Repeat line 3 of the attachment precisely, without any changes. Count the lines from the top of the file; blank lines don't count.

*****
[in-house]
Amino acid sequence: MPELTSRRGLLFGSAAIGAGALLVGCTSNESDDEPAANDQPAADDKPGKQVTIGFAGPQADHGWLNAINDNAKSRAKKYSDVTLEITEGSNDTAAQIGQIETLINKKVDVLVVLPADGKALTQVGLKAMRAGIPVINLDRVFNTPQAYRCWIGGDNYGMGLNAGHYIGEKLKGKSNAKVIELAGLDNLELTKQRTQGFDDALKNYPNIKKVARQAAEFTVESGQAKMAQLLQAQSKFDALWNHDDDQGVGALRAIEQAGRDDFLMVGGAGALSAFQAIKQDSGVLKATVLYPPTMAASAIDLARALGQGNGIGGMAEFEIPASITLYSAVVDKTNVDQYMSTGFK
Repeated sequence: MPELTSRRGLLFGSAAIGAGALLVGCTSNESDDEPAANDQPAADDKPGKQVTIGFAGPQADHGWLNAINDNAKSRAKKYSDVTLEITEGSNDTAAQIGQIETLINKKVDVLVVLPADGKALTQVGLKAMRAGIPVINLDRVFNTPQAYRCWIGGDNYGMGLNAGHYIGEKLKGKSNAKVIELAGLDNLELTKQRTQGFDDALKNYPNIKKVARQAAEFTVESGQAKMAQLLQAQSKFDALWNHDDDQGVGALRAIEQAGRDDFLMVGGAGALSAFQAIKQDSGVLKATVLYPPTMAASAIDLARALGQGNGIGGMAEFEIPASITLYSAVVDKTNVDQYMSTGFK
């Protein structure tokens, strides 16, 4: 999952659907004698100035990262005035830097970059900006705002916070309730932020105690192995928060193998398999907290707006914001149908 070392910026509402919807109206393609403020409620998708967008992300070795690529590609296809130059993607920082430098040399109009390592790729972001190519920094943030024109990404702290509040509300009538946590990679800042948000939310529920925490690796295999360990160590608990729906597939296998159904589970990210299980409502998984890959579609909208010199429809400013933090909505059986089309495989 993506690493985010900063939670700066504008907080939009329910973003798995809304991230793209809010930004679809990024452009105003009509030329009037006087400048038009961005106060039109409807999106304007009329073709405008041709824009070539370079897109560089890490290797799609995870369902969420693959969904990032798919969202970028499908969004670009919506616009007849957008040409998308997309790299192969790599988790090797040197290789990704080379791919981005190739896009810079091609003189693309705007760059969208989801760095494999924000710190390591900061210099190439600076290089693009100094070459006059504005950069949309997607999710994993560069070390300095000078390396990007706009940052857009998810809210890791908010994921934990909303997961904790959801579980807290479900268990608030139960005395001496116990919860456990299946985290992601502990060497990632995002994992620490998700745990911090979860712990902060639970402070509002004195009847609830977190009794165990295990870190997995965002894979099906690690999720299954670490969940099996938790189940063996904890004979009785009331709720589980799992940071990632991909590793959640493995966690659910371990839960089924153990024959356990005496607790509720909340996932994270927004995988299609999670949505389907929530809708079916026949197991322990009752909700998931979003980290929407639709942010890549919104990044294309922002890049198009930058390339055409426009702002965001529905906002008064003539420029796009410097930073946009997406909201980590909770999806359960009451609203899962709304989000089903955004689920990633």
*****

Repeated sequence: MPELTSRRGLLFGSAAIGAGALLVGCTSNESDDEPAANDQPAADDKPGKQVTIGFAGPQADHGWLNAINDNAKSRAKKYSDVTLEITEGSNDTAAQIGQIETLINKKVDVLVVLPADGKALTQVGLKAMRAGIPVINLDRVFNTPQAYRCWIGGDNYGMGLNAGHYIGEKLKGKSNAKVIELAGLDNLELTKQRTQGFDDALKNYPNIKKVARQAAEFTVESGQAKMAQLLQAQSKFDALWNHDDDQGVGALRAIEQAGRDDFLMVGGAGALSAFQAIKQDSGVLKATVLYPPTMAASAIDLARALGQGNGIGGMAEFEIPASITLYSAVVDKTNVDQYMSTGFK